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      https://www.ias.ac.in/article/fulltext/jess/117/S1/0263-0271

    • Keywords

       

      Aerosol black carbon; vertical profile; ICARB.

    • Abstract

       

      During the Integrated Campaign for Aerosols, gases and Radiation Budget (ICARB) over India, high-resolution airborne measurements of the altitude profiles of the mass concentrations (MB) of aerosol black carbon (BC) were made off Bhubaneswar (BBR, 85.82°E, 20.25°N), over northwest Bay of Bengal, in the altitude region upto 3 km. Such high-resolution measurements of altitude profiles of aerosols are done for the first time over India. The profiles showed a near-steady vertical distribution of MB modulated with two small peaks, one at 800m and the other at ∼2000m. High resolution GPS (Global Positioning System) sonde (Vaisala) measurements around the same region onboard the research vessel Sagar Kanya (around the same time of the aircraft sortie) revealed two convectively well mixed layers, one from ground to ∼700m with an inversion at the top and the other extends from 1200m to ∼2000m with a second inversion at ∼2200m and a convectively stable region in the altitude range 700–1200m. The observed peaks in the MB profile are found to be associated with these temperature inversions. In addition, long-range transport from the Indo- Gangetic Plain (IGP) and deserts lying further to the west also influence the vertical profile of BC. Latitudinal variation of MB showed a remarkable land ocean contrast at the 500m altitude (within the well mixed region) with remarkably lower values over oceans, suggesting the impact of strong sources over the mainland. However, above the ABL (at 1500m), the latitudinal variations were quite weak, and this appears to be resulting from the impact of long-range transport. Comparison of the altitude profiles of MB over BoB off BBR with those obtained during the earlier occasion over the inland stations of Hyderabad and Kanpur showed similarities above ∼500m, with MB remaining around a steady value of ∼1 𝜇 g m−3. However, large differences are seen within the ABL. Even though the observed MB values are not unusually high, their near constancy in the vertical column will have important implications to radiative forcing.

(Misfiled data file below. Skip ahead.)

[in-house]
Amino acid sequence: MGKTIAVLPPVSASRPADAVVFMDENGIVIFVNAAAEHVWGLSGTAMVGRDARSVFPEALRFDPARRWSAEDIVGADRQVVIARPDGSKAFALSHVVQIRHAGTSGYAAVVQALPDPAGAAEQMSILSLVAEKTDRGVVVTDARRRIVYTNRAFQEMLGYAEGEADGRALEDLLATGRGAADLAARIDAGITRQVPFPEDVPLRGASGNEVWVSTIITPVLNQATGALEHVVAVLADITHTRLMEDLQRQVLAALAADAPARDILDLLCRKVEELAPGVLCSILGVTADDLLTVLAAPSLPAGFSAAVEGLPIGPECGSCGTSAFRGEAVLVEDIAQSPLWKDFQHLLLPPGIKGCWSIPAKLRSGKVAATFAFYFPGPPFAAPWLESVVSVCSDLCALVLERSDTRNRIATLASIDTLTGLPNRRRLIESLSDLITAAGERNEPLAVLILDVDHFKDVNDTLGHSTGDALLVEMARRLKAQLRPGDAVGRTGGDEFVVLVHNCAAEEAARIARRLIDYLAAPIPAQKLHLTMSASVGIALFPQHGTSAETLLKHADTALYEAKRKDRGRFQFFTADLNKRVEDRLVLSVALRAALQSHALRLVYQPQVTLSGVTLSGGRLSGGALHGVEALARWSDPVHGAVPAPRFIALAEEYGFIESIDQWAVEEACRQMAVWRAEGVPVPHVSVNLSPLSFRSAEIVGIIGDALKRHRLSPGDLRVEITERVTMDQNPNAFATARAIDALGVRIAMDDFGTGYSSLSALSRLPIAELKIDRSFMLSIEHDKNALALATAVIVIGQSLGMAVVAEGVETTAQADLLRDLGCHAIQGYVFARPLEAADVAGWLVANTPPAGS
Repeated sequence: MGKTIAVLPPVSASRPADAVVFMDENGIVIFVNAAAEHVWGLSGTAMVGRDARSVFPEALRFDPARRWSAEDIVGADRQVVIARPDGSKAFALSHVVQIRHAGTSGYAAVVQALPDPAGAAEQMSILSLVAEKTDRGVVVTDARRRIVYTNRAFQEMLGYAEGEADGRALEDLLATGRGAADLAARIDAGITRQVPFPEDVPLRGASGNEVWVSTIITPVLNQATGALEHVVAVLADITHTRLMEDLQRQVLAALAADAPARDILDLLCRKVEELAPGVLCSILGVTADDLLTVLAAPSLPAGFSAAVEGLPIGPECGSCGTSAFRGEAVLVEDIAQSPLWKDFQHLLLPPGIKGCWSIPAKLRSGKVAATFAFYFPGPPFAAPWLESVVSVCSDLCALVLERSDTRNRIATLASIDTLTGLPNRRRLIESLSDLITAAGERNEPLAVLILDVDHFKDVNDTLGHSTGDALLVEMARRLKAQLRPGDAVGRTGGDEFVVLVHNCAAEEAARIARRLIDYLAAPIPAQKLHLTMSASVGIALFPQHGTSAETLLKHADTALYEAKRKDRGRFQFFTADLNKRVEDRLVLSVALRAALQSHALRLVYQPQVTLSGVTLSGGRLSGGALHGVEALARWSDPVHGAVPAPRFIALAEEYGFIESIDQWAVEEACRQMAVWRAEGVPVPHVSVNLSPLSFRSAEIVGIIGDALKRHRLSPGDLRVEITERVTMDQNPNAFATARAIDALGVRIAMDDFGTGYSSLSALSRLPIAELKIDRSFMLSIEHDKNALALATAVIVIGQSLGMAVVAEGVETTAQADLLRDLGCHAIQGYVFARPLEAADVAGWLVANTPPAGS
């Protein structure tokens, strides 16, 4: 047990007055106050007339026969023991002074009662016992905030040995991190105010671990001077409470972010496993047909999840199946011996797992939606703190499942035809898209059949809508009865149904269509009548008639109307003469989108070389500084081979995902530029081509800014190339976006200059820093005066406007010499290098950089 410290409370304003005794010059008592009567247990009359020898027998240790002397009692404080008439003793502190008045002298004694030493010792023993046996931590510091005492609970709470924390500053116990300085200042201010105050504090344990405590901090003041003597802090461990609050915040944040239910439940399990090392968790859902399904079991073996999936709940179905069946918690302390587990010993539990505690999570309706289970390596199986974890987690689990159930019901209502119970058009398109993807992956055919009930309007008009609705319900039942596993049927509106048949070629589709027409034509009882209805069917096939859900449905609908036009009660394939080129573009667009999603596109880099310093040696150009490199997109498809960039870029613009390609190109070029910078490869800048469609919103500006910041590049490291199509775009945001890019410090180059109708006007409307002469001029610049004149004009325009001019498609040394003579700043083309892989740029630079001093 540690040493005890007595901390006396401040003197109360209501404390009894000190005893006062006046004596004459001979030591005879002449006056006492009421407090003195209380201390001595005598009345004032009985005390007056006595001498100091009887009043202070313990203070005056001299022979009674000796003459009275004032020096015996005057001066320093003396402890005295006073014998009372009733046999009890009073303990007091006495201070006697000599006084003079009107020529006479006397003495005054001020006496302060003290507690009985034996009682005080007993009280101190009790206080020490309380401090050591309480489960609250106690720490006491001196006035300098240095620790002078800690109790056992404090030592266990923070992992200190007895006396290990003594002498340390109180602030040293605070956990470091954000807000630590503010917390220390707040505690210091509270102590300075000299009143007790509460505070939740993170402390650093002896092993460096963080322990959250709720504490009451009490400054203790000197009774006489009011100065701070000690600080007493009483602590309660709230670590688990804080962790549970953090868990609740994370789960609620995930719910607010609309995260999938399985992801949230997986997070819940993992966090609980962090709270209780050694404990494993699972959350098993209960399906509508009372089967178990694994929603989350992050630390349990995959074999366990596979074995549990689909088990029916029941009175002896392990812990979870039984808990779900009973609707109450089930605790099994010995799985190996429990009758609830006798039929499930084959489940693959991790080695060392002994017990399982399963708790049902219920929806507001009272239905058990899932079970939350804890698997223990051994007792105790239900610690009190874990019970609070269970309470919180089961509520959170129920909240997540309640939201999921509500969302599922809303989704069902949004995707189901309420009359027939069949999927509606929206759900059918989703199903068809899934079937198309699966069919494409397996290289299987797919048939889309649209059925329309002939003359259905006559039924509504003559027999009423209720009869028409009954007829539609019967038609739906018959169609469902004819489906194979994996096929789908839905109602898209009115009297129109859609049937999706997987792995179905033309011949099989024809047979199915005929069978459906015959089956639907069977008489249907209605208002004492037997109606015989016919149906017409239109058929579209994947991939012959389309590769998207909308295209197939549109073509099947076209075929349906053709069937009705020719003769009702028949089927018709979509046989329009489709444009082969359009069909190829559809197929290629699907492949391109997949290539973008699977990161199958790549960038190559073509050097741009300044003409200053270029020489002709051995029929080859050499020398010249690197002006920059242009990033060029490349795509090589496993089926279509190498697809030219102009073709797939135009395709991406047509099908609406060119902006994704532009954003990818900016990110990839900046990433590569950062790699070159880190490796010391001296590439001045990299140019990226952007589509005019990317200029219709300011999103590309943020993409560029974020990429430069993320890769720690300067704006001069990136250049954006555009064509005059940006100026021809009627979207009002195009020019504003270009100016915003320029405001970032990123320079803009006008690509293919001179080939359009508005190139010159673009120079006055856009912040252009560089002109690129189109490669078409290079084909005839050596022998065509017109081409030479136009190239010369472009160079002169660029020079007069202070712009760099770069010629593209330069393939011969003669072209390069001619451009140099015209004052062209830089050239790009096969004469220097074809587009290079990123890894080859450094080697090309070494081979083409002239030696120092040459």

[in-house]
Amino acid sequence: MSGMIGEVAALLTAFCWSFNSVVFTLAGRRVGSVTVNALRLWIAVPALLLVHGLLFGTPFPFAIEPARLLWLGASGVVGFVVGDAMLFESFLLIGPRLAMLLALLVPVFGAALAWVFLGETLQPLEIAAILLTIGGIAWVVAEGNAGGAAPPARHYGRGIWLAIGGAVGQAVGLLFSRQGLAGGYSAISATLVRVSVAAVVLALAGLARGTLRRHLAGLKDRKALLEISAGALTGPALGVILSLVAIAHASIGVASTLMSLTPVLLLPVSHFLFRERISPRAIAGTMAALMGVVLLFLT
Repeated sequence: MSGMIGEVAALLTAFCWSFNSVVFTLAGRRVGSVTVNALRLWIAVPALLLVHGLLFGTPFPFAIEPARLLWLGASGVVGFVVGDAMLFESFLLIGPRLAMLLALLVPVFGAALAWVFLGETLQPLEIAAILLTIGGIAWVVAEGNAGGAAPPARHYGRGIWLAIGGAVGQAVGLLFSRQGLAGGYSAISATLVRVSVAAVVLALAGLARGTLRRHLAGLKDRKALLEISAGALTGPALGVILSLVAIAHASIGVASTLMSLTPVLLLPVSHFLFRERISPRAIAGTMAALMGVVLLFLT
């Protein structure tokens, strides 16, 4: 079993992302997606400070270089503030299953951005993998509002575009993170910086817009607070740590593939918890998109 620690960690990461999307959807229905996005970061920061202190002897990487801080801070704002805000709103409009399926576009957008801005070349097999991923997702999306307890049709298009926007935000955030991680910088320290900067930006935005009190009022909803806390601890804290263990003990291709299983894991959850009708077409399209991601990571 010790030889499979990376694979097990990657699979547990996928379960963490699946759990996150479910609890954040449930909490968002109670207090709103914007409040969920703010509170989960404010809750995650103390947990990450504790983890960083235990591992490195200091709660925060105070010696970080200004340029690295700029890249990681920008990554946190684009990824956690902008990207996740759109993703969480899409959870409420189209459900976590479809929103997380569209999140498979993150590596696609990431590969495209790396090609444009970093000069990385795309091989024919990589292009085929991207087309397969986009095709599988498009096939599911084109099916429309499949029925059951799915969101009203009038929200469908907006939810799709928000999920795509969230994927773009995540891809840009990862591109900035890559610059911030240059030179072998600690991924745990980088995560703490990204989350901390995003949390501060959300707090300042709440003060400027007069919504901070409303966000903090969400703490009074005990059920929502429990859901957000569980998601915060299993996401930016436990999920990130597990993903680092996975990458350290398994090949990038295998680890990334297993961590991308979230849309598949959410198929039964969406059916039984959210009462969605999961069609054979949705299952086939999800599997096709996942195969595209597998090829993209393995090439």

• Author Affiliations

       

      S Suresh Babu1 S K Satheesh2 K Krishna Moorthy1 C B S Dutt3 Vijayakumar S Nair1 Denny P Alappattu1 P K Kunhikrishnan1

      1. Space Physics Laboratory, VSSC, Trivandrum 695 022, India.
      2. Centre for Atmospheric and Oceanic Sciences, Indian Institute of Science, Bangalore 560 012, India.
      3. Indian Space Research Organisation Head Quarters, Antariksh Bhavan, New BEL Road, Bangalore 560 094, India.
    • Dates

       
  • Journal of Earth System Science | News

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